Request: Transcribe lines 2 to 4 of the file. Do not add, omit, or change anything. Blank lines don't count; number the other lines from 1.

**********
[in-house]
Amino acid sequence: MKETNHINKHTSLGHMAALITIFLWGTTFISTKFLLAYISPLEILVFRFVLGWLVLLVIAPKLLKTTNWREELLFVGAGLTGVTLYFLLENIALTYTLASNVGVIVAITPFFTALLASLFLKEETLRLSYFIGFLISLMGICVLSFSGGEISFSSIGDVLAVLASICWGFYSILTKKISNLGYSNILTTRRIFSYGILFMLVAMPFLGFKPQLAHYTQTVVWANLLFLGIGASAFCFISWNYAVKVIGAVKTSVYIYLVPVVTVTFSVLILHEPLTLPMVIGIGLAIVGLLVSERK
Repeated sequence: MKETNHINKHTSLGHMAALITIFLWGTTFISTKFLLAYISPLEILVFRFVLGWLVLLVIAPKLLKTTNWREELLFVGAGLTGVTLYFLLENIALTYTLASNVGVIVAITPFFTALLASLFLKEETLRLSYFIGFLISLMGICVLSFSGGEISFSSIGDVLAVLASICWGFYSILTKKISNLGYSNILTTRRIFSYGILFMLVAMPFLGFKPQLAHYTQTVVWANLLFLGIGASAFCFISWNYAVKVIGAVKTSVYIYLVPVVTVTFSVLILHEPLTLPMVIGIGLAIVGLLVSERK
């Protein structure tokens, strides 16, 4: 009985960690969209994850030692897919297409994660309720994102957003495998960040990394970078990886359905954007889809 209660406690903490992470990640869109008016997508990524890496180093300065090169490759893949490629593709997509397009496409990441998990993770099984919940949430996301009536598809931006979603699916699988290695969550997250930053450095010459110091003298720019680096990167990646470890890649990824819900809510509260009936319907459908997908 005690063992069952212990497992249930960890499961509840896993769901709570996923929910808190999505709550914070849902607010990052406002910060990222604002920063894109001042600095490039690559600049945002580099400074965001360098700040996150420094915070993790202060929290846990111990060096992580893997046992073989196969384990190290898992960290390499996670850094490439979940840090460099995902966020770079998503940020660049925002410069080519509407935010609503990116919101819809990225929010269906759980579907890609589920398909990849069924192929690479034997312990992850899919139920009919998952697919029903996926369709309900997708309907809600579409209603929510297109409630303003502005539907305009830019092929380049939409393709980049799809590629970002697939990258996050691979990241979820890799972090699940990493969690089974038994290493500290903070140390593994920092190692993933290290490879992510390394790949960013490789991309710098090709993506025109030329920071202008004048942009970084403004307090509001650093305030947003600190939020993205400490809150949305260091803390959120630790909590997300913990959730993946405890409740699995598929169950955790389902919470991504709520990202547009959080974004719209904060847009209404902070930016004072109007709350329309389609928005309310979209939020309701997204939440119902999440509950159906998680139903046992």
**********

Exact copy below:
Amino acid sequence: MKETNHINKHTSLGHMAALITIFLWGTTFISTKFLLAYISPLEILVFRFVLGWLVLLVIAPKLLKTTNWREELLFVGAGLTGVTLYFLLENIALTYTLASNVGVIVAITPFFTALLASLFLKEETLRLSYFIGFLISLMGICVLSFSGGEISFSSIGDVLAVLASICWGFYSILTKKISNLGYSNILTTRRIFSYGILFMLVAMPFLGFKPQLAHYTQTVVWANLLFLGIGASAFCFISWNYAVKVIGAVKTSVYIYLVPVVTVTFSVLILHEPLTLPMVIGIGLAIVGLLVSERK
Repeated sequence: MKETNHINKHTSLGHMAALITIFLWGTTFISTKFLLAYISPLEILVFRFVLGWLVLLVIAPKLLKTTNWREELLFVGAGLTGVTLYFLLENIALTYTLASNVGVIVAITPFFTALLASLFLKEETLRLSYFIGFLISLMGICVLSFSGGEISFSSIGDVLAVLASICWGFYSILTKKISNLGYSNILTTRRIFSYGILFMLVAMPFLGFKPQLAHYTQTVVWANLLFLGIGASAFCFISWNYAVKVIGAVKTSVYIYLVPVVTVTFSVLILHEPLTLPMVIGIGLAIVGLLVSERK
């Protein structure tokens, strides 16, 4: 009985960690969209994850030692897919297409994660309720994102957003495998960040990394970078990886359905954007889809 209660406690903490992470990640869109008016997508990524890496180093300065090169490759893949490629593709997509397009496409990441998990993770099984919940949430996301009536598809931006979603699916699988290695969550997250930053450095010459110091003298720019680096990167990646470890890649990824819900809510509260009936319907459908997908 005690063992069952212990497992249930960890499961509840896993769901709570996923929910808190999505709550914070849902607010990052406002910060990222604002920063894109001042600095490039690559600049945002580099400074965001360098700040996150420094915070993790202060929290846990111990060096992580893997046992073989196969384990190290898992960290390499996670850094490439979940840090460099995902966020770079998503940020660049925002410069080519509407935010609503990116919101819809990225929010269906759980579907890609589920398909990849069924192929690479034997312990992850899919139920009919998952697919029903996926369709309900997708309907809600579409209603929510297109409630303003502005539907305009830019092929380049939409393709980049799809590629970002697939990258996050691979990241979820890799972090699940990493969690089974038994290493500290903070140390593994920092190692993933290290490879992510390394790949960013490789991309710098090709993506025109030329920071202008004048942009970084403004307090509001650093305030947003600190939020993205400490809150949305260091803390959120630790909590997300913990959730993946405890409740699995598929169950955790389902919470991504709520990202547009959080974004719209904060847009209404902070930016004072109007709350329309389609928005309310979209939020309701997204939440119902999440509950159906998680139903046992």